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Goldsboro Getting Tough on Truants

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School leaders, with help from local police, are
GOLDSBORO — In every school, in every state, truancy is something teachers would like to end. Thanks to some recent changes, Goldsboro students who skip school may have to answer to more than their parents.

It's an age-old problem that teachers and principals have battled for generations. But truancy is also a problem for students like Juanita Mallory who do go to class.

Listen toaufile."When students don't come to class and they're not in class to understand exactly what's going on in class, the teacher has to take out time to explain things to them and sometimes they take it out of class time."So now school leaders at Goldsboro High, with help from local police, are doing whatever it takes to make sure students are in class where they belong.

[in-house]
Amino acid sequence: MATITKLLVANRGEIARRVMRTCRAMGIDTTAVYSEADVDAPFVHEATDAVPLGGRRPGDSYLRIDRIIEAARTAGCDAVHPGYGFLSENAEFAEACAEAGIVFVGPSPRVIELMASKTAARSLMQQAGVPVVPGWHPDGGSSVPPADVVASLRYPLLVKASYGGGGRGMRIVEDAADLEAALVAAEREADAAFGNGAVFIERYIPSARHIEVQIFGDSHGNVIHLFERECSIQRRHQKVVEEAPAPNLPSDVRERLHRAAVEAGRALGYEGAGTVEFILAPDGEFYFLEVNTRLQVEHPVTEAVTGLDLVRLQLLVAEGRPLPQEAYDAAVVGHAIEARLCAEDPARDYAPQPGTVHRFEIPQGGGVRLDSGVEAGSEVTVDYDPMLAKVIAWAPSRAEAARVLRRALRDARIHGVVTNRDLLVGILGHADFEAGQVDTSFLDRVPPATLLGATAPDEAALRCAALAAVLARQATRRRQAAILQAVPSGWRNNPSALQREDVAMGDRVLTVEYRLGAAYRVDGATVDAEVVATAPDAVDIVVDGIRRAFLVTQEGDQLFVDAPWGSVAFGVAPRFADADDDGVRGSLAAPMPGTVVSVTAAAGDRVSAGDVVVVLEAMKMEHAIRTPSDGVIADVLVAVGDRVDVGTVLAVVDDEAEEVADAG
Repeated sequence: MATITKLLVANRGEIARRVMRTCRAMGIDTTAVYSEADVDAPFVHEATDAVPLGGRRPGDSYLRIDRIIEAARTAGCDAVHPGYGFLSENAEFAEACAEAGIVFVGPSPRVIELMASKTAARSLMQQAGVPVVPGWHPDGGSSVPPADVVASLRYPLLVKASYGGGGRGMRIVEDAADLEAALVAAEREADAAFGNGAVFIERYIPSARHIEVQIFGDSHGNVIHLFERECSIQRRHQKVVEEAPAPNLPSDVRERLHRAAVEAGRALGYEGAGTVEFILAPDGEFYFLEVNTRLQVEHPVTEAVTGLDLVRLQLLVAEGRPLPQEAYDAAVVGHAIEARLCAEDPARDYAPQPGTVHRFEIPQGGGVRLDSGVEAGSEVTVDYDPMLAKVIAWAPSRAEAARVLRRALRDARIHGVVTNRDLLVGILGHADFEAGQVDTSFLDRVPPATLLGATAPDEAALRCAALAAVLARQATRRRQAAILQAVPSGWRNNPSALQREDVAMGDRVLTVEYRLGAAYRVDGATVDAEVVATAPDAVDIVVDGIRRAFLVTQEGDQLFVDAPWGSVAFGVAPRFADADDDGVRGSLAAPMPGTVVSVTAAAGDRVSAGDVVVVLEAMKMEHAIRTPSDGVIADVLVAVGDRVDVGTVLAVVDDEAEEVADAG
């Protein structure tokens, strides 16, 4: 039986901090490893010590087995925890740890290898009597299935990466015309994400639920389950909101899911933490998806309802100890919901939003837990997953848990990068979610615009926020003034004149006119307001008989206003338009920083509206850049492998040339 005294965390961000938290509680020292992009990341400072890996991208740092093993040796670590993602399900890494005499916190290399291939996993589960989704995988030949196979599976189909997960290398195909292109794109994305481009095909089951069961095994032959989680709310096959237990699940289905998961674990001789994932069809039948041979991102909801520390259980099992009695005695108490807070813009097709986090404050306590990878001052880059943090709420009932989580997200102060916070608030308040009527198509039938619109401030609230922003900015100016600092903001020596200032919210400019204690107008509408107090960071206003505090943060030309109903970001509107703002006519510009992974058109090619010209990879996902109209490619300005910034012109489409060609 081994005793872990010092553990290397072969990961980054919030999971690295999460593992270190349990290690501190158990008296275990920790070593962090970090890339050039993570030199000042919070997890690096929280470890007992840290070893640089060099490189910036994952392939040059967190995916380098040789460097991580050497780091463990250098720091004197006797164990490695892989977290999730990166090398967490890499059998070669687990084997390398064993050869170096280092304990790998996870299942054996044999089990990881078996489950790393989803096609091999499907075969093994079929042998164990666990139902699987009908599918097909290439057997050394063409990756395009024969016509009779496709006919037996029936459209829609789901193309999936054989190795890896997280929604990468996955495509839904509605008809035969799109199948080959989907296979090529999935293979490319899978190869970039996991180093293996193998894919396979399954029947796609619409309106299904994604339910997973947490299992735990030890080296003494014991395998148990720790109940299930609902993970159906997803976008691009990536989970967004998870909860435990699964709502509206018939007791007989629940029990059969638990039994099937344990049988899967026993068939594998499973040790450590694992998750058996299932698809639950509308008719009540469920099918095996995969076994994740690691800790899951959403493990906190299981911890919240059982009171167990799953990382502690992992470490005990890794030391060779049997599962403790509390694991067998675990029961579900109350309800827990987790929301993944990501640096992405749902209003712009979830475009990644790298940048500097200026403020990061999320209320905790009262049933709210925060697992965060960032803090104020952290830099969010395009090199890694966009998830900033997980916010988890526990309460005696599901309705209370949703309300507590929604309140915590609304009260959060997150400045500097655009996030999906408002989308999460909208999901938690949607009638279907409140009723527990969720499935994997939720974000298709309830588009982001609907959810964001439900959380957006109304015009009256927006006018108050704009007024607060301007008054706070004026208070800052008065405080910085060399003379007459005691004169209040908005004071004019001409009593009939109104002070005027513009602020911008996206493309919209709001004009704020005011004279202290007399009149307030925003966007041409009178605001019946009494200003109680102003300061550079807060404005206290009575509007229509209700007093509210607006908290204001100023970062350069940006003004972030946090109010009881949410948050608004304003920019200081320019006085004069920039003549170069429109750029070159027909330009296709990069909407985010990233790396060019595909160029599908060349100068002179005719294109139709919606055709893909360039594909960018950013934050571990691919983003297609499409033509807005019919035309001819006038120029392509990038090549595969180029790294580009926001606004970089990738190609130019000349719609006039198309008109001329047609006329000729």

Officers have agreed to question any students not in school, and bring them back to campus if they are skipping.

School administrators are also working with social service organizations to stay open later so students can get things like health check-ups after school.

Teacher Al Hall says the get-tough policy is about making students accountable for their performance.

Listen toaufile."As you well know, we have what we call end-of-course testing for all of our math classes, and since that being the case, my students must be here on a regular basis in order for them to know what's required of them that they must master."Teachers and administrators hope higher attendance will boost end-of-year testing, and give every student a better shot at making the grade.

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Brian Bowman, Reporter
Brian Bowman, Photographer
Michelle Singer, Web Editor

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